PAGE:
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World's Oldest Person Dies At 116

Kamato Hongo, a Japanese woman believed to have been the world's oldest person, died Friday. She was 116.

Born in 1887, Hongo was recognized as the world's oldest by the Guinness Book of Records after an American woman — Maude Farris-Luse — died in March at the age of 115.

Her doctor, Kiyoshige Niina, said she died of pneumonia.

Hongo was famous throughout Japan for her habit of sleeping for two days and then staying awake for two days.

She had been hospitalized in Kagoshima, on the southern island of Kyushu on Oct. 8, after complaining of loss of appetite and fever. She appeared to have been recovering when her condition worsened Friday, Niina told a news conference.

Raised on a small, rural island on Japan's southern fringe, Hongo grew up tending cows and farming potatoes. The same island also produced the Japanese record-holder for longevity, a man, Shigechiyo Izumi, who died in 1986 at the age of 120.

Hongo's death comes a little more than a month after the man believed to be the world's oldest also died in Japan.

Yukichi Chuganji, a retired silkworm breeder, died at his home in late September at age 114.

Chuganji was born March 23, 1889 in the farming town of Chikushino also on Japan's southernmost main island of Kyushu.

Hongo and Chuganji's deaths symbolized the graying of Japan's society — a trend that elicits both pride and concern.

There are an estimated 20,000 Japanese over the age of 100, and women make up about 80 percent of the total.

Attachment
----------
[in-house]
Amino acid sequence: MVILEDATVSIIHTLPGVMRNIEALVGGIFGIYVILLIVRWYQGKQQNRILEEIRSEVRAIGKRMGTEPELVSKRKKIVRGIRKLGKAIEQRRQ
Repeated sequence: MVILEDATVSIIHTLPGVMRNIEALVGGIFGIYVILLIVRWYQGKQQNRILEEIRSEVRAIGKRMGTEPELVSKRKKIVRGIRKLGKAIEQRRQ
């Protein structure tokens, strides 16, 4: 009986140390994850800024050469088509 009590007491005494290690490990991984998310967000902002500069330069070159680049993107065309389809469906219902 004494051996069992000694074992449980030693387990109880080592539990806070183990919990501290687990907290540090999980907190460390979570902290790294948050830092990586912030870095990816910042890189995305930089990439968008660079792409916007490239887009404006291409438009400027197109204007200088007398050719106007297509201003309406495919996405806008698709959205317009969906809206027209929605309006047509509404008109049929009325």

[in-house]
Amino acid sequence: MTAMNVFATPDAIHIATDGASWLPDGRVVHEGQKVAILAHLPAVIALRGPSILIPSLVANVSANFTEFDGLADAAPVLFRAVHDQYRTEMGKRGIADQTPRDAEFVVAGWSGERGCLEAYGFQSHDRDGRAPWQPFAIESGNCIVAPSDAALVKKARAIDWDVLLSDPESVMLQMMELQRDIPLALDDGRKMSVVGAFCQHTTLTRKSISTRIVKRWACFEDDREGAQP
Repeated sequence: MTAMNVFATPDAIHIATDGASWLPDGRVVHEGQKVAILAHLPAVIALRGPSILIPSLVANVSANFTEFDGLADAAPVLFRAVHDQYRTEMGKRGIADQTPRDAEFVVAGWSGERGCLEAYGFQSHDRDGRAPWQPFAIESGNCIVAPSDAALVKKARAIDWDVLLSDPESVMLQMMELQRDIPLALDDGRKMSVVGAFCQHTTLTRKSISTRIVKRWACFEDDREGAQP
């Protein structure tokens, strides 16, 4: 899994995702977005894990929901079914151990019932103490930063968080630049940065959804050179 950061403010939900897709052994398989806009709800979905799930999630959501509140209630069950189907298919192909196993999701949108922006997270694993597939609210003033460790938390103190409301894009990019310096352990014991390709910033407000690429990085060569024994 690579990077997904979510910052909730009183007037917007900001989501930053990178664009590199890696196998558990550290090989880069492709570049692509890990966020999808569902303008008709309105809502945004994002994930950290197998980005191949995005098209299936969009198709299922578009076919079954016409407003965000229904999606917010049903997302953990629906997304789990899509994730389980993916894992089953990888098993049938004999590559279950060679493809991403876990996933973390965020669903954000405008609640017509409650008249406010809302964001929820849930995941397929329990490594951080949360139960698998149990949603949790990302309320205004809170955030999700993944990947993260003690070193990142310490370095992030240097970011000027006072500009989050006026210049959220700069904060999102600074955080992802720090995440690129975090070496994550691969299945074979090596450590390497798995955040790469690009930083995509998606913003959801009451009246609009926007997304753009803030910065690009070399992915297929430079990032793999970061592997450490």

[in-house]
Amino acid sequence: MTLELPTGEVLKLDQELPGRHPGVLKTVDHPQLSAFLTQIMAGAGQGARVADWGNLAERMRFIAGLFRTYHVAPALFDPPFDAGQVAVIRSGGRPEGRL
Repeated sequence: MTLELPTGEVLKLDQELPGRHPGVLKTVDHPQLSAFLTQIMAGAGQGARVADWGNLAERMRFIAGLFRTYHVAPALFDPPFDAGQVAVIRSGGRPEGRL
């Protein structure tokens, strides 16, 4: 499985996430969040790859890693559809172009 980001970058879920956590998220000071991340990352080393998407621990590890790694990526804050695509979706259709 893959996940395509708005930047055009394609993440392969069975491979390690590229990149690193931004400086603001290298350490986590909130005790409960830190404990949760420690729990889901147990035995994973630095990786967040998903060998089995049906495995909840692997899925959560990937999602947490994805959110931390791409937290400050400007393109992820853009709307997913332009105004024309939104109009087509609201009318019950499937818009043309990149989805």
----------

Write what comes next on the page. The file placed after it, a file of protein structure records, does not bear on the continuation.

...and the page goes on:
Japan's life expectancy is the longest in the world for both sexes — 85.23 years for women and 78.32 for men in 2002. The country's traditional fish-based, low-fat diet may be the secret to the long lives, researchers say.

An annual government survey released this year in conjunction with Respect for the Aged Day, a national holiday, showed a record 24.3 million Japanese — almost one in five — have reached their 65th birthday.

At the same time, Japan marked a record low 1.32 births per woman last year, a figure that been falling for the last three decades and reflects changing values that have led more women to choose careers over children.

The changing demographic has raised fears the nation's pension and health care systems will be badly strained in the years ahead by a population consisting of fewer people of working and taxpaying age.

It was not immediately clear who the world's oldest person was following Hongo's death. Japan's Health, Labor and Welfare Ministry said Mitoyo Kawate of Hiroshima — 114 years old — became the oldest person in this country.